Anonymous Olde English

Verses - Poem by Anonymous Olde English

The sturdy rock, for all his strength,
By raging seas, is rent in twaine;
The marble stone is pearst at length
With littel drops of drizzling raine:
The ox doth yield unto the yoke,
The steele obeyeth the hammer-stroke.

The stately stagge, that seemes as stout
By yalping hounds at day is set;
The swiftest bird, that flies about,
Is caught at length in fowler's net:
The greatest fish, in deepest brooke,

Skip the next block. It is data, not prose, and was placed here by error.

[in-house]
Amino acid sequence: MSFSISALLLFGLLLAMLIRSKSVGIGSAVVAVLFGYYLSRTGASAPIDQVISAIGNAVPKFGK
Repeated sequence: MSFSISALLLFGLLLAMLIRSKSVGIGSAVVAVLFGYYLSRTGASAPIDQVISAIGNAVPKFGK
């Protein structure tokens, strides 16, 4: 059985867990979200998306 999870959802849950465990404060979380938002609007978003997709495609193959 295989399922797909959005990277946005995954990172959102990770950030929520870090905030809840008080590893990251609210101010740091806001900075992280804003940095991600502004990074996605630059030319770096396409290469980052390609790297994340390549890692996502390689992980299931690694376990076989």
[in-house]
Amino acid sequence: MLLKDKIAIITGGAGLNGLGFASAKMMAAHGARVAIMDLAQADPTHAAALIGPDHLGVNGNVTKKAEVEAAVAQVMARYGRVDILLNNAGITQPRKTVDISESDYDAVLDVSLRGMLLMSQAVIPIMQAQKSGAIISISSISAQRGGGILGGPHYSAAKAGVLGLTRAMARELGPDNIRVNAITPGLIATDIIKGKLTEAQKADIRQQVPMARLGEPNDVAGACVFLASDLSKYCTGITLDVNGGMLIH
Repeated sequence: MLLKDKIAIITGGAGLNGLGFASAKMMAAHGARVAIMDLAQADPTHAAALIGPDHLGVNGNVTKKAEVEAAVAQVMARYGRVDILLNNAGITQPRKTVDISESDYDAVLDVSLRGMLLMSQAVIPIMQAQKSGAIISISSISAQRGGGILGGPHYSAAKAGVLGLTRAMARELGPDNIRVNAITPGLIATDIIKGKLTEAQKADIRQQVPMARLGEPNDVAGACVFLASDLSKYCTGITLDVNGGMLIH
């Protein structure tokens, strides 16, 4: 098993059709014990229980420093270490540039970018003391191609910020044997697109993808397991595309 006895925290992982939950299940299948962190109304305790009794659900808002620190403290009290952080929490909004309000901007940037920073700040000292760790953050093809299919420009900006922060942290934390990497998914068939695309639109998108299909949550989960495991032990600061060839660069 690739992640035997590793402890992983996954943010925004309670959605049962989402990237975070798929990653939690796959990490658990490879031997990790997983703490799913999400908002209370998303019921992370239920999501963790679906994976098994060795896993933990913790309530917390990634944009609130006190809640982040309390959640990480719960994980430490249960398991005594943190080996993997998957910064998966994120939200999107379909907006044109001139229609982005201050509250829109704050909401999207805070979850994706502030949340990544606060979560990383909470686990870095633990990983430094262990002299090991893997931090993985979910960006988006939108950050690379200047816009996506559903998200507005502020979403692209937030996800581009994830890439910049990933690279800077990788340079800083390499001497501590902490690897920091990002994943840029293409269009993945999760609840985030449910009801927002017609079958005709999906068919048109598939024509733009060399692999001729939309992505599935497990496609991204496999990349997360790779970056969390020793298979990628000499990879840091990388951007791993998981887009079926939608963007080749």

Is soon deceiv'd by subtill hooke.

Yea, man himselfe, unto whose will
All thinges are bounden to obey,
For all his wit and worthie skill,
Doth fade at length and fall away:
There nothing is but Time doth waste;
The heavens, the earth comsume at last.

But Virtue sits, triumphing still
Upon the throne of glorious fame;
Though spiteful death man's body kill
Yet hurts he not his vertuous name;
By life or death what so betides,
The state of virtue never slides.

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Poem Submitted: Wednesday, April 7, 2010

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